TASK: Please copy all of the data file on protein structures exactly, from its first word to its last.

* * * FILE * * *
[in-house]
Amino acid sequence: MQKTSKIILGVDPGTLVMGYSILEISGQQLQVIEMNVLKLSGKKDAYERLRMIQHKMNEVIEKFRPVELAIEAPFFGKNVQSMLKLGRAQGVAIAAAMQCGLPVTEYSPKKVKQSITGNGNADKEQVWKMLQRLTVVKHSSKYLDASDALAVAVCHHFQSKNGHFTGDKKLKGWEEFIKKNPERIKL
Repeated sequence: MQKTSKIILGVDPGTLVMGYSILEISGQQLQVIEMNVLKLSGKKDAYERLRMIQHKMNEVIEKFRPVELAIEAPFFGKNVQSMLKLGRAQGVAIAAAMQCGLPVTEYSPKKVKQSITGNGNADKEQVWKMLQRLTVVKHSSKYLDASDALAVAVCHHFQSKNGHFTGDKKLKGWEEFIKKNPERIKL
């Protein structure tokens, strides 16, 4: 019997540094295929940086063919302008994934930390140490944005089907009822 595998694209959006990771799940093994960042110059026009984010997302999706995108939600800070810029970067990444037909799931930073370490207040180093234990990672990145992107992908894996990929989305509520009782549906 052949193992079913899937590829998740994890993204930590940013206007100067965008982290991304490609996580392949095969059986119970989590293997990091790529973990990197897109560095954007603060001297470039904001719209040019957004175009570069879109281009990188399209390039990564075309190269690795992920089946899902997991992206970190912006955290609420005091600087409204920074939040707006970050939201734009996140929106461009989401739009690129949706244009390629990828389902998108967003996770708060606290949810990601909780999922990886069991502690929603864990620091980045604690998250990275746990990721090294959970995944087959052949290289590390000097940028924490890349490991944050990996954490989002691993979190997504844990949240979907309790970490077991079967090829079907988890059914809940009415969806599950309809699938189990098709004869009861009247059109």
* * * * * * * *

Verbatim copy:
[in-house]
Amino acid sequence: MQKTSKIILGVDPGTLVMGYSILEISGQQLQVIEMNVLKLSGKKDAYERLRMIQHKMNEVIEKFRPVELAIEAPFFGKNVQSMLKLGRAQGVAIAAAMQCGLPVTEYSPKKVKQSITGNGNADKEQVWKMLQRLTVVKHSSKYLDASDALAVAVCHHFQSKNGHFTGDKKLKGWEEFIKKNPERIKL
Repeated sequence: MQKTSKIILGVDPGTLVMGYSILEISGQQLQVIEMNVLKLSGKKDAYERLRMIQHKMNEVIEKFRPVELAIEAPFFGKNVQSMLKLGRAQGVAIAAAMQCGLPVTEYSPKKVKQSITGNGNADKEQVWKMLQRLTVVKHSSKYLDASDALAVAVCHHFQSKNGHFTGDKKLKGWEEFIKKNPERIKL
């Protein structure tokens, strides 16, 4: 019997540094295929940086063919302008994934930390140490944005089907009822 595998694209959006990771799940093994960042110059026009984010997302999706995108939600800070810029970067990444037909799931930073370490207040180093234990990672990145992107992908894996990929989305509520009782549906 052949193992079913899937590829998740994890993204930590940013206007100067965008982290991304490609996580392949095969059986119970989590293997990091790529973990990197897109560095954007603060001297470039904001719209040019957004175009570069879109281009990188399209390039990564075309190269690795992920089946899902997991992206970190912006955290609420005091600087409204920074939040707006970050939201734009996140929106461009989401739009690129949706244009390629990828389902998108967003996770708060606290949810990601909780999922990886069991502690929603864990620091980045604690998250990275746990990721090294959970995944087959052949290289590390000097940028924490890349490991944050990996954490989002691993979190997504844990949240979907309790970490077991079967090829079907988890059914809940009415969806599950309809699938189990098709004869009861009247059109």